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CARACAS (Reuters) - Venezuelan prosecutors have charged a woman and four men in connection with the kidnapping of a Portuguese man who was held captive in an underground bunker for nearly a year before being rescued this week.
Kidnapping and armed robberies are common in Venezuela, and the government of new President Nicolas Maduro is under pressure to reduce crime.
Authorities said the kidnappers demanded a $6.5 million ransom after they grabbed the 45-year-old victim and bundled him into a car on July 16, 2012.
The abduction occurred at a highway service station that the victim owns in the central state of Aragua, they said.
"After investigations ... the victim was found alive on the morning of June 19 in an underground bunker," the public prosecutor's office said in a statement on Friday, adding that the woman, Flor de Maria Ochoa of Colombia, was arrested at the scene.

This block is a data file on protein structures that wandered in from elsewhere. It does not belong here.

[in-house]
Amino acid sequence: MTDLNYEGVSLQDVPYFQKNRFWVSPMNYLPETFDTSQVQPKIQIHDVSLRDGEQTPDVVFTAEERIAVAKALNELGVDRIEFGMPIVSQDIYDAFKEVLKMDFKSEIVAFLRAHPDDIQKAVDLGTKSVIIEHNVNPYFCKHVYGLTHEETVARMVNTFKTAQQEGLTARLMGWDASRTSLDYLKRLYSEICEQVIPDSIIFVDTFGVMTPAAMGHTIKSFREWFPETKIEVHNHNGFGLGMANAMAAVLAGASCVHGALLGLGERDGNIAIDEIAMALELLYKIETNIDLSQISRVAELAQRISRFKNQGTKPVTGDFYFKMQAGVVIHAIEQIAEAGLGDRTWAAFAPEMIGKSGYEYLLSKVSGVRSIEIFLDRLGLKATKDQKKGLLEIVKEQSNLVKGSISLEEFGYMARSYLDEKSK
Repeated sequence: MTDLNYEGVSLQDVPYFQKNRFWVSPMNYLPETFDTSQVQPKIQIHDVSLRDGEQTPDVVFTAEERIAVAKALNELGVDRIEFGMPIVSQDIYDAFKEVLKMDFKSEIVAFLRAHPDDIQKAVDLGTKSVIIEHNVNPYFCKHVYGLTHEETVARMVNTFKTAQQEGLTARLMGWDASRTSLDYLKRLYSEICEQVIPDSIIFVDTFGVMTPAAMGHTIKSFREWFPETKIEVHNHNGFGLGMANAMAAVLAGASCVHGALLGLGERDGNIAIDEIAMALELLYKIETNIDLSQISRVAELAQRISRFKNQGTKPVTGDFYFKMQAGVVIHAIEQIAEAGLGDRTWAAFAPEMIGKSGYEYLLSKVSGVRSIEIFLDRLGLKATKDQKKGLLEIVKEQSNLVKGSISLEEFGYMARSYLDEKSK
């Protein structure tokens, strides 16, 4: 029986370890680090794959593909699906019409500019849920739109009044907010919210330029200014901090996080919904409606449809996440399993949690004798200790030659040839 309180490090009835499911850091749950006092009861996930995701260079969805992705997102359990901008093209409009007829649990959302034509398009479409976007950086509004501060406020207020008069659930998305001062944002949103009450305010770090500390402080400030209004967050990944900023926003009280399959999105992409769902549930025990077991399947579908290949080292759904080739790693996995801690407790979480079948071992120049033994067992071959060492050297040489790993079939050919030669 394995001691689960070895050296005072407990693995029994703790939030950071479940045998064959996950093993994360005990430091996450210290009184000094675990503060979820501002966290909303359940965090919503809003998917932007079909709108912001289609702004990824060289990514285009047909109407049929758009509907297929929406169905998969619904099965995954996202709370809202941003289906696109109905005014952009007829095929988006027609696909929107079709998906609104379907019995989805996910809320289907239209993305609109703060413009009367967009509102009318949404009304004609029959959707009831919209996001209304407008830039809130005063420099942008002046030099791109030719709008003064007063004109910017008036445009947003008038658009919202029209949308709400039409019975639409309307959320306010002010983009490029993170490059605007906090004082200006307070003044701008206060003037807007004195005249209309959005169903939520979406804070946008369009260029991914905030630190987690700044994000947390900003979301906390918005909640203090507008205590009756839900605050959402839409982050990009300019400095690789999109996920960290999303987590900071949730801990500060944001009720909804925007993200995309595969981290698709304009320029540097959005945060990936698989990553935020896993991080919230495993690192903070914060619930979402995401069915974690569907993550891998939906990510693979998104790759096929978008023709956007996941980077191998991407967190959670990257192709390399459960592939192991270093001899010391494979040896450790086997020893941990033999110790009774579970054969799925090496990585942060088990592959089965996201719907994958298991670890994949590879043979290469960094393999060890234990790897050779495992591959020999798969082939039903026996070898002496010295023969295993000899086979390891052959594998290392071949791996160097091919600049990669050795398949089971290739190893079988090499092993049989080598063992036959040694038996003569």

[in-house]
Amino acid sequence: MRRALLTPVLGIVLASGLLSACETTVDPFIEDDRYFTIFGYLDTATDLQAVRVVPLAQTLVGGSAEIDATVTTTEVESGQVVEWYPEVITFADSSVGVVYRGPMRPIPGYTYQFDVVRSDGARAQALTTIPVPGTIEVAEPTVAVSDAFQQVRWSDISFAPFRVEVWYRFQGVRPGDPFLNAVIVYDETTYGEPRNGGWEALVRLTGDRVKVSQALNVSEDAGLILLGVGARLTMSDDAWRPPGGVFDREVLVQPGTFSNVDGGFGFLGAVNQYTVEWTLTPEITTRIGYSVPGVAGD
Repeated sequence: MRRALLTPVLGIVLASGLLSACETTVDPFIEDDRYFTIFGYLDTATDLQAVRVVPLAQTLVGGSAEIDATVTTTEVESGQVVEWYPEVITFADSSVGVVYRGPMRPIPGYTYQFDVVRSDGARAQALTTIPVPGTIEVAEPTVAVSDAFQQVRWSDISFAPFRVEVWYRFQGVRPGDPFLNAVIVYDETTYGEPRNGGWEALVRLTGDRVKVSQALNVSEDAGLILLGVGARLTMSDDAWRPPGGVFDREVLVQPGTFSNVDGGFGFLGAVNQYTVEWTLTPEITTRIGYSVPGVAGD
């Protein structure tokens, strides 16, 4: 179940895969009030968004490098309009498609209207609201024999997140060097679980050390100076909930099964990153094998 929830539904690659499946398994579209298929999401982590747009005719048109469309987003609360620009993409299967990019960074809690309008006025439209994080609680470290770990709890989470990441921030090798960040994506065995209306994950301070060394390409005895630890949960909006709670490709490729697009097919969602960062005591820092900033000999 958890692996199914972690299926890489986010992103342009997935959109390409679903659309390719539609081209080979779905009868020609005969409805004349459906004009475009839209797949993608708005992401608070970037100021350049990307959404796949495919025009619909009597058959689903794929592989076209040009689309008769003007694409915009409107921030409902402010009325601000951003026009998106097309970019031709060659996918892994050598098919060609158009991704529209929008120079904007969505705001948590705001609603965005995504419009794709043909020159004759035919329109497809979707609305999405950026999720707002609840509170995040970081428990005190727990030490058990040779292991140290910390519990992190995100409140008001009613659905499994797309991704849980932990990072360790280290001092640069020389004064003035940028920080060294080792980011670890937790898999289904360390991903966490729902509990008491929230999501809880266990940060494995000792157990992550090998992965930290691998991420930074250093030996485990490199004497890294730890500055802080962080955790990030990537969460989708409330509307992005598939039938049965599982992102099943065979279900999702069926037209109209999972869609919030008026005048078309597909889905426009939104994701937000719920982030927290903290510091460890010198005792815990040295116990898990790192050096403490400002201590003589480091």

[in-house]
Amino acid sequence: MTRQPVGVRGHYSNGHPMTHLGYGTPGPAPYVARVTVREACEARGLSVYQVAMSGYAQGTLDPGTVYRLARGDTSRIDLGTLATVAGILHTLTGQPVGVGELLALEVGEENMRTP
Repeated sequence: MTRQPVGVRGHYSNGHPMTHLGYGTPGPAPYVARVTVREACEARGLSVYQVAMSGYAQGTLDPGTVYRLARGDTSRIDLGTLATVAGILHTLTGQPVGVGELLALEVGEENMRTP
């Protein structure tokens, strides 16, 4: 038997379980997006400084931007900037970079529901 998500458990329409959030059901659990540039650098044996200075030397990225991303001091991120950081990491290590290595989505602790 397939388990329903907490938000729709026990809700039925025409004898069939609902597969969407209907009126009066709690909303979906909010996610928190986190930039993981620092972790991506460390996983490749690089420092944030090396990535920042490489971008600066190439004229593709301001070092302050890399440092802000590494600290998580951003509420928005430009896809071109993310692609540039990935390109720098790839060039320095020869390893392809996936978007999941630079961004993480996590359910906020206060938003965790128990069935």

Four Venezuelan men were arrested in the border state of Tachira, it said.
Local media named the businessman as Joao Dos Santos Correia and published photos of state security agents leading him to safety.
They also showed the bare cell where he was held for nearly a year - reached by removing floor boards from the closet of a rural residence in Carabobo state.
"Thank God I have returned to life," Correia told reporters.
Venezuela has one of the highest crime rates in the world. So-called "express kidnappings," in which victims are taken to cash machines, or held for a few hours until a ransom is paid, happen often. Months-long abductions are much rarer.
In May Maduro ordered thousands of troops onto the streets of the capital Caracas to tackle crime as part of a program dubbed "Secure Fatherland.
(Reporting by Daniel Wallis; Editing by Andrew Cawthorne and Xavier Briand)